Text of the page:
Objective: This study aimed to determine the prevalence of subclinical enthesopathy in patients with psoriasis using power Doppler ultrasonography (PDUS) and its association with other disease parameters.
Material and Methods: A total of 50 patients with psoriasis (31 females) aged 19-70 years underwent a thorough clinical examination that included assessment of body mass index (BMI) and psoriasis area and severity index (PASI) score. Measurements of inflammatory markers, C-reactive protein (CRP), erythrocyte sedimentation rate (ESR), serum uric acid, and plain radiography of the heels, knees, and sacroiliac joints were performed for all patients. Patients without clinical evidence of arthritis or enthesitis underwent an ultrasonographic (US) examination. According to the US examination, patients were classified into group I (patients with enthesitis) and group II (patients without enthesitis).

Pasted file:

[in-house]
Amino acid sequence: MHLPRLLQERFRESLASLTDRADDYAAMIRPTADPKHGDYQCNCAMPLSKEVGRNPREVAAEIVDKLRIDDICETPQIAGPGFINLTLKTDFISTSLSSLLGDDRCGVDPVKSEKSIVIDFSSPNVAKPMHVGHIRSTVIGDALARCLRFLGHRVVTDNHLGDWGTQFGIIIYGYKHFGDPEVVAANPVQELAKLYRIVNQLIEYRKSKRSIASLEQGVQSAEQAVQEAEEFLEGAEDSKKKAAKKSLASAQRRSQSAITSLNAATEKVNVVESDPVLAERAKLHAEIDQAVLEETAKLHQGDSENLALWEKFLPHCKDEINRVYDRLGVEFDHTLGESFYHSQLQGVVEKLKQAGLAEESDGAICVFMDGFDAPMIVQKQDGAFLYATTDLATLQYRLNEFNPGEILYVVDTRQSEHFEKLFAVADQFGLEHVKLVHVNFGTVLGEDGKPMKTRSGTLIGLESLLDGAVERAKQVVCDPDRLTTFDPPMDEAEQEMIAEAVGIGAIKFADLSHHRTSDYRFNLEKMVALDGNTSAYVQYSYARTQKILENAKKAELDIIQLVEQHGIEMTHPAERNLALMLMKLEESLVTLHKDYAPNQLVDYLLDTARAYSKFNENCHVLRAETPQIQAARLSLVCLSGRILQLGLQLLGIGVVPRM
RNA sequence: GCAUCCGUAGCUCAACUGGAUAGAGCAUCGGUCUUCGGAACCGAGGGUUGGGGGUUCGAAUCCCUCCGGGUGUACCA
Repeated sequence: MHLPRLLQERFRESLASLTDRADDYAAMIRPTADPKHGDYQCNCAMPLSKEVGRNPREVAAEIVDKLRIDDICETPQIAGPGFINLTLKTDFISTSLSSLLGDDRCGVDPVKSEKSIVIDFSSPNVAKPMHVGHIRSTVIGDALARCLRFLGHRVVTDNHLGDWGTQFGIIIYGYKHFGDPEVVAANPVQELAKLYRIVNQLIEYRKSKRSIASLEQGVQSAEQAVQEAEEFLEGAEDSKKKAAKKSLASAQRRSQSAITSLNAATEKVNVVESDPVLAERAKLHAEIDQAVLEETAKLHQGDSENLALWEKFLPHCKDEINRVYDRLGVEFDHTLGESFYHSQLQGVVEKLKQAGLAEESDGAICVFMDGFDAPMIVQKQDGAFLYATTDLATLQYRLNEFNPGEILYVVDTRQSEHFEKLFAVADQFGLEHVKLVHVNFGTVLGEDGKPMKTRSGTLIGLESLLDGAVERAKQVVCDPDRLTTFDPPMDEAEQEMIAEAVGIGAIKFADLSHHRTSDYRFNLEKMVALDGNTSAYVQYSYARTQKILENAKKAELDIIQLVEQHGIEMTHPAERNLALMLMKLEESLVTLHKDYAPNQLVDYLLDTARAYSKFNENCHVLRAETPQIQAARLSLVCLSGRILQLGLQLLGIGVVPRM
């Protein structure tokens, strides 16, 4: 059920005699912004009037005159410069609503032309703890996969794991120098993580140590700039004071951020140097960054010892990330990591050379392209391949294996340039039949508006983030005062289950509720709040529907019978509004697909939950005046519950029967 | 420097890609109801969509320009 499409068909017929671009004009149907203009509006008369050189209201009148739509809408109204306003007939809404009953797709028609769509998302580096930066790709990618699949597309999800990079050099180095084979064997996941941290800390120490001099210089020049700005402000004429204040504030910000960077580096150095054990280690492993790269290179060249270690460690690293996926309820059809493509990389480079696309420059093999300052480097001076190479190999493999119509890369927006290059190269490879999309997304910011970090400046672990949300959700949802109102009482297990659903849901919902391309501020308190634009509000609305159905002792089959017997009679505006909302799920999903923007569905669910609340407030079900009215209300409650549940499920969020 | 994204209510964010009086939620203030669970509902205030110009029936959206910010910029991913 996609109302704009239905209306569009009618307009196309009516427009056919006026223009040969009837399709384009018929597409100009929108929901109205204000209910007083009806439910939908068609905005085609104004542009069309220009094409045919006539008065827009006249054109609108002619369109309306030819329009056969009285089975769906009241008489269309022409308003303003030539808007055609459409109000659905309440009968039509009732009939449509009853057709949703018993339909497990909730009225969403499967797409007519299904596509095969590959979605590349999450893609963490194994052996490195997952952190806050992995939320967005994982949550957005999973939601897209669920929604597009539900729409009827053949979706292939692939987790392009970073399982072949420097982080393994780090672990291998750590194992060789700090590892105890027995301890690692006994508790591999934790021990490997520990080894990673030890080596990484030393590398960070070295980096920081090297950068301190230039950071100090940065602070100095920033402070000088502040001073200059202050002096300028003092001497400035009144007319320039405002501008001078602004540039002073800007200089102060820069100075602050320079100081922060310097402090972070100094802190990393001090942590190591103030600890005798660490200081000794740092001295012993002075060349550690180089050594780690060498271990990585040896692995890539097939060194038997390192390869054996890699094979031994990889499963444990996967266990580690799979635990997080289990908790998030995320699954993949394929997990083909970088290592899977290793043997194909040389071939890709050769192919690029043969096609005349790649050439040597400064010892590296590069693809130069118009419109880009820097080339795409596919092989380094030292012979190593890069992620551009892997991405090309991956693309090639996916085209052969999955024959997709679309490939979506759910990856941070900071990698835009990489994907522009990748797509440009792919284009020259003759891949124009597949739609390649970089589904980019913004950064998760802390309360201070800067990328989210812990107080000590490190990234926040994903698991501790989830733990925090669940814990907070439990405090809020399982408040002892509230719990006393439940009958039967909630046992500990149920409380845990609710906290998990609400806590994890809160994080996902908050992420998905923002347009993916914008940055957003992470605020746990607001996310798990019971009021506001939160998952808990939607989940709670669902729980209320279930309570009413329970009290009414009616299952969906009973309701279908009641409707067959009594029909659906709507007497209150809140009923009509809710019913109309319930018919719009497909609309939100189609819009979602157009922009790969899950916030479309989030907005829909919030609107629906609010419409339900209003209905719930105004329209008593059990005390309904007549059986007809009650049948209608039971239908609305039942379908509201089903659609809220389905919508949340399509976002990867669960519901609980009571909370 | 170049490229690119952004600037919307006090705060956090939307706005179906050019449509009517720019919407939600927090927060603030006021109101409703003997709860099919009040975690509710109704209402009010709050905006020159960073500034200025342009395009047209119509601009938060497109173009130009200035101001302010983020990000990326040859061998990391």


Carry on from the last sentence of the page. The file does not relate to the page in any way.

Results: In group I, Achilles enthesis was the most common site of US enthesitis (33.3%), followed by distal patellar enthesis (22.2%), proximal patellar enthesis (16.7%), quadriceps enthesis (16.7%), and plantar aponeurosis enthesis (11.1%). There was a statistically significant positive correlation between the occurrence of enthesitis and the patient’s age, disease duration, PASI score, BMI, and hyperuricemia (p<0.05 for each). In contrast, there was no significant correlation between enthesitis and sex or radiographic sacroiliitis (p>0.05 for each).
Conclusion: In addition to the importance of PDUS as a complimentary tool for examining enthesis in patients with psoriasis, the presence of high PASI score, increased BMI and hyperuricemia, and a long disease duration can be considered as predictive parameters for the presence of psoriatic enthesitis.